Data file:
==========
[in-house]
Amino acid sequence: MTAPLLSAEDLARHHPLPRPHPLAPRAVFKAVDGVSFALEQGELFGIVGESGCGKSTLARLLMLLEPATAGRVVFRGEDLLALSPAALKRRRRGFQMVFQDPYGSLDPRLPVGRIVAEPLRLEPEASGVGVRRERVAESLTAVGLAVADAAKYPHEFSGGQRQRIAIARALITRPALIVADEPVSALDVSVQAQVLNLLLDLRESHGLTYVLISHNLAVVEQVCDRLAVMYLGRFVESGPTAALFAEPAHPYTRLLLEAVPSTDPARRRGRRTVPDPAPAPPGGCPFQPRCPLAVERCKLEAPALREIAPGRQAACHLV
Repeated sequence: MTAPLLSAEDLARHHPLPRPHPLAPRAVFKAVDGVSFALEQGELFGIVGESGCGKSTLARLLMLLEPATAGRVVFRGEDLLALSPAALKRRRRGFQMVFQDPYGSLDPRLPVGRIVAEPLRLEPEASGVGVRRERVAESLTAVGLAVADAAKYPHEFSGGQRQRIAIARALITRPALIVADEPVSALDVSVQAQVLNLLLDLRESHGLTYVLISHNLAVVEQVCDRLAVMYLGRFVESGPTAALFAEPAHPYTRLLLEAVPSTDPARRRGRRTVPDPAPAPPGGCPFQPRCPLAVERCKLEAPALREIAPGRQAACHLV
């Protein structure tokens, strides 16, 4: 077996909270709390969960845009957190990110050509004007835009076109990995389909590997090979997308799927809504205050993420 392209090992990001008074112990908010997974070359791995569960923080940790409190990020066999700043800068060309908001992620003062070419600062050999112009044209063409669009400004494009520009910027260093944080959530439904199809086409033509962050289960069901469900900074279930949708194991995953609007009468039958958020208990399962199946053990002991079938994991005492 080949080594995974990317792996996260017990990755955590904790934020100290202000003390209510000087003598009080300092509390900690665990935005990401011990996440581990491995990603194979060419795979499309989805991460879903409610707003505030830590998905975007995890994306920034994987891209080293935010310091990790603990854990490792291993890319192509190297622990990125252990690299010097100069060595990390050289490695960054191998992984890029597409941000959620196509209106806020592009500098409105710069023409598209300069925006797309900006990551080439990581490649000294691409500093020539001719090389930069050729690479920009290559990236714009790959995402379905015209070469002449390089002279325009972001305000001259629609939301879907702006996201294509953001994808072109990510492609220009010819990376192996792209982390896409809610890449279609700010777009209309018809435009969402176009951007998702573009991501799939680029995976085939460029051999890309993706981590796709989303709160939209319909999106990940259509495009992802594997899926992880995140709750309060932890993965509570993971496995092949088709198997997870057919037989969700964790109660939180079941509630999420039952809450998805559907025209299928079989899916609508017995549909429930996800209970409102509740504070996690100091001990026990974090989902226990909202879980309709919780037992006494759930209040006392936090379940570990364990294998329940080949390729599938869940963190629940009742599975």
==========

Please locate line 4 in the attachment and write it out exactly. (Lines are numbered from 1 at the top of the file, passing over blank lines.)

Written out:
């Protein structure tokens, strides 16, 4: 077996909270709390969960845009957190990110050509004007835009076109990995389909590997090979997308799927809504205050993420 392209090992990001008074112990908010997974070359791995569960923080940790409190990020066999700043800068060309908001992620003062070419600062050999112009044209063409669009400004494009520009910027260093944080959530439904199809086409033509962050289960069901469900900074279930949708194991995953609007009468039958958020208990399962199946053990002991079938994991005492 080949080594995974990317792996996260017990990755955590904790934020100290202000003390209510000087003598009080300092509390900690665990935005990401011990996440581990491995990603194979060419795979499309989805991460879903409610707003505030830590998905975007995890994306920034994987891209080293935010310091990790603990854990490792291993890319192509190297622990990125252990690299010097100069060595990390050289490695960054191998992984890029597409941000959620196509209106806020592009500098409105710069023409598209300069925006797309900006990551080439990581490649000294691409500093020539001719090389930069050729690479920009290559990236714009790959995402379905015209070469002449390089002279325009972001305000001259629609939301879907702006996201294509953001994808072109990510492609220009010819990376192996792209982390896409809610890449279609700010777009209309018809435009969402176009951007998702573009991501799939680029995976085939460029051999890309993706981590796709989303709160939209319909999106990940259509495009992802594997899926992880995140709750309060932890993965509570993971496995092949088709198997997870057919037989969700964790109660939180079941509630999420039952809450998805559907025209299928079989899916609508017995549909429930996800209970409102509740504070996690100091001990026990974090989902226990909202879980309709919780037992006494759930209040006392936090379940570990364990294998329940080949390729599938869940963190629940009742599975």